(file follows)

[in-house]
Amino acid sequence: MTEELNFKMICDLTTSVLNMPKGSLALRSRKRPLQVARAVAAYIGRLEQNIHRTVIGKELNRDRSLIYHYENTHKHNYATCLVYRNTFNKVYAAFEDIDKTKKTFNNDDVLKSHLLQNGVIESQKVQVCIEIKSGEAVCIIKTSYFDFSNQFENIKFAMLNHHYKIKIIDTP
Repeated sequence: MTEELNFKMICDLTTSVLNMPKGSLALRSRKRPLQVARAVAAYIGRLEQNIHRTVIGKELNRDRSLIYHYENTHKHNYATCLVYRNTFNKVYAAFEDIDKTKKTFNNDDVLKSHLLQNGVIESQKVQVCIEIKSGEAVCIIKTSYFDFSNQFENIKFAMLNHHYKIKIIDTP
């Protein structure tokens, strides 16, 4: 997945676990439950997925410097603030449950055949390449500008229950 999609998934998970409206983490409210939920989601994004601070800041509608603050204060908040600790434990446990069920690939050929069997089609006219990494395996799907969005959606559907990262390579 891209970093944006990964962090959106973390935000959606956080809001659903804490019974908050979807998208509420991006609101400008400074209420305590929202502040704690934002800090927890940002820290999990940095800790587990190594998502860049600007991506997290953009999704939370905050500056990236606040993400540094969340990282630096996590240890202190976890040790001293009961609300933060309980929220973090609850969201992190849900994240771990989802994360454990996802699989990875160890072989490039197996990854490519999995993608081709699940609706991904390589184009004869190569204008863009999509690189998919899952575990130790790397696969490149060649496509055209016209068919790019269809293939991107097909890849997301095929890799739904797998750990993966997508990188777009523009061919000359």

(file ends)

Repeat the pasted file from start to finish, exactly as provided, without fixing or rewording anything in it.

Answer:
[in-house]
Amino acid sequence: MTEELNFKMICDLTTSVLNMPKGSLALRSRKRPLQVARAVAAYIGRLEQNIHRTVIGKELNRDRSLIYHYENTHKHNYATCLVYRNTFNKVYAAFEDIDKTKKTFNNDDVLKSHLLQNGVIESQKVQVCIEIKSGEAVCIIKTSYFDFSNQFENIKFAMLNHHYKIKIIDTP
Repeated sequence: MTEELNFKMICDLTTSVLNMPKGSLALRSRKRPLQVARAVAAYIGRLEQNIHRTVIGKELNRDRSLIYHYENTHKHNYATCLVYRNTFNKVYAAFEDIDKTKKTFNNDDVLKSHLLQNGVIESQKVQVCIEIKSGEAVCIIKTSYFDFSNQFENIKFAMLNHHYKIKIIDTP
């Protein structure tokens, strides 16, 4: 997945676990439950997925410097603030449950055949390449500008229950 999609998934998970409206983490409210939920989601994004601070800041509608603050204060908040600790434990446990069920690939050929069997089609006219990494395996799907969005959606559907990262390579 891209970093944006990964962090959106973390935000959606956080809001659903804490019974908050979807998208509420991006609101400008400074209420305590929202502040704690934002800090927890940002820290999990940095800790587990190594998502860049600007991506997290953009999704939370905050500056990236606040993400540094969340990282630096996590240890202190976890040790001293009961609300933060309980929220973090609850969201992190849900994240771990989802994360454990996802699989990875160890072989490039197996990854490519999995993608081709699940609706991904390589184009004869190569204008863009999509690189998919899952575990130790790397696969490149060649496509055209016209068919790019269809293939991107097909890849997301095929890799739904797998750990993966997508990188777009523009061919000359």